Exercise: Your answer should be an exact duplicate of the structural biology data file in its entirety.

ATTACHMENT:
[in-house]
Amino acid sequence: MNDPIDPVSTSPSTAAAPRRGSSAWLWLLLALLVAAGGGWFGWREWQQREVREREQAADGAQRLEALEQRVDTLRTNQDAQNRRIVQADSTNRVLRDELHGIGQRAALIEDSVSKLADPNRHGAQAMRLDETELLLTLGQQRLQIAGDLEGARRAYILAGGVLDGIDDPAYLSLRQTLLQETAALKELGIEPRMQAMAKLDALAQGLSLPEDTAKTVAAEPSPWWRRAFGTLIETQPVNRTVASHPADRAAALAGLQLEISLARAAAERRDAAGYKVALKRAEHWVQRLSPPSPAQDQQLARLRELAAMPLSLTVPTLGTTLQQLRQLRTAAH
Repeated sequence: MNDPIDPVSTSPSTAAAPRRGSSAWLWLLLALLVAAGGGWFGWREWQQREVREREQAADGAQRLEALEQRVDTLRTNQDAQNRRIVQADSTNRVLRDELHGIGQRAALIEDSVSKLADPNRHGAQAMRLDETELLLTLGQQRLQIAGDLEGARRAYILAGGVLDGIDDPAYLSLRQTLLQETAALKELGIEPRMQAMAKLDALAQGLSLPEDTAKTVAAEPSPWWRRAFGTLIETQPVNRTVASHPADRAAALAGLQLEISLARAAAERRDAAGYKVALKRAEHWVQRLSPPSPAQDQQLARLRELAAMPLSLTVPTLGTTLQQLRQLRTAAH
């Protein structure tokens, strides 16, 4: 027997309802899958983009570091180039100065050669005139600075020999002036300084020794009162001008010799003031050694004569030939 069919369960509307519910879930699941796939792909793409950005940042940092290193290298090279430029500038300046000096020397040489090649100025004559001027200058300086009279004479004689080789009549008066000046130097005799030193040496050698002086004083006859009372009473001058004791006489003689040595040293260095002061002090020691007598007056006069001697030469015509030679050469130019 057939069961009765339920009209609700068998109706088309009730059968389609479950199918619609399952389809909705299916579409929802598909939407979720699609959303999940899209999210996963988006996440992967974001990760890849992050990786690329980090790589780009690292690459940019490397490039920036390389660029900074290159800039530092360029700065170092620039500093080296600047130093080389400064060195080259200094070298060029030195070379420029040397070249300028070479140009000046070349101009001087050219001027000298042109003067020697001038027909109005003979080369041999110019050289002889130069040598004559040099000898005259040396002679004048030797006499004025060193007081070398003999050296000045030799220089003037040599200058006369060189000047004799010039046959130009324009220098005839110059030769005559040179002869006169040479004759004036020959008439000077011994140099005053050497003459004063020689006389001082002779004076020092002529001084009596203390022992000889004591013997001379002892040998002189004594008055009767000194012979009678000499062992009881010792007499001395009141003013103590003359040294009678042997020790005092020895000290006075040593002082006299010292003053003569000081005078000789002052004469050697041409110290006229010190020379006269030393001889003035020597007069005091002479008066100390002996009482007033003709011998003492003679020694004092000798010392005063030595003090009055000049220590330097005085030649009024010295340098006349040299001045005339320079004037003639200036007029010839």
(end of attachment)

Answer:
[in-house]
Amino acid sequence: MNDPIDPVSTSPSTAAAPRRGSSAWLWLLLALLVAAGGGWFGWREWQQREVREREQAADGAQRLEALEQRVDTLRTNQDAQNRRIVQADSTNRVLRDELHGIGQRAALIEDSVSKLADPNRHGAQAMRLDETELLLTLGQQRLQIAGDLEGARRAYILAGGVLDGIDDPAYLSLRQTLLQETAALKELGIEPRMQAMAKLDALAQGLSLPEDTAKTVAAEPSPWWRRAFGTLIETQPVNRTVASHPADRAAALAGLQLEISLARAAAERRDAAGYKVALKRAEHWVQRLSPPSPAQDQQLARLRELAAMPLSLTVPTLGTTLQQLRQLRTAAH
Repeated sequence: MNDPIDPVSTSPSTAAAPRRGSSAWLWLLLALLVAAGGGWFGWREWQQREVREREQAADGAQRLEALEQRVDTLRTNQDAQNRRIVQADSTNRVLRDELHGIGQRAALIEDSVSKLADPNRHGAQAMRLDETELLLTLGQQRLQIAGDLEGARRAYILAGGVLDGIDDPAYLSLRQTLLQETAALKELGIEPRMQAMAKLDALAQGLSLPEDTAKTVAAEPSPWWRRAFGTLIETQPVNRTVASHPADRAAALAGLQLEISLARAAAERRDAAGYKVALKRAEHWVQRLSPPSPAQDQQLARLRELAAMPLSLTVPTLGTTLQQLRQLRTAAH
């Protein structure tokens, strides 16, 4: 027997309802899958983009570091180039100065050669005139600075020999002036300084020794009162001008010799003031050694004569030939 069919369960509307519910879930699941796939792909793409950005940042940092290193290298090279430029500038300046000096020397040489090649100025004559001027200058300086009279004479004689080789009549008066000046130097005799030193040496050698002086004083006859009372009473001058004791006489003689040595040293260095002061002090020691007598007056006069001697030469015509030679050469130019 057939069961009765339920009209609700068998109706088309009730059968389609479950199918619609399952389809909705299916579409929802598909939407979720699609959303999940899209999210996963988006996440992967974001990760890849992050990786690329980090790589780009690292690459940019490397490039920036390389660029900074290159800039530092360029700065170092620039500093080296600047130093080389400064060195080259200094070298060029030195070379420029040397070249300028070479140009000046070349101009001087050219001027000298042109003067020697001038027909109005003979080369041999110019050289002889130069040598004559040099000898005259040396002679004048030797006499004025060193007081070398003999050296000045030799220089003037040599200058006369060189000047004799010039046959130009324009220098005839110059030769005559040179002869006169040479004759004036020959008439000077011994140099005053050497003459004063020689006389001082002779004076020092002529001084009596203390022992000889004591013997001379002892040998002189004594008055009767000194012979009678000499062992009881010792007499001395009141003013103590003359040294009678042997020790005092020895000290006075040593002082006299010292003053003569000081005078000789002052004469050697041409110290006229010190020379006269030393001889003035020597007069005091002479008066100390002996009482007033003709011998003492003679020694004092000798010392005063030595003090009055000049220590330097005085030649009024010295340098006349040299001045005339320079004037003639200036007029010839």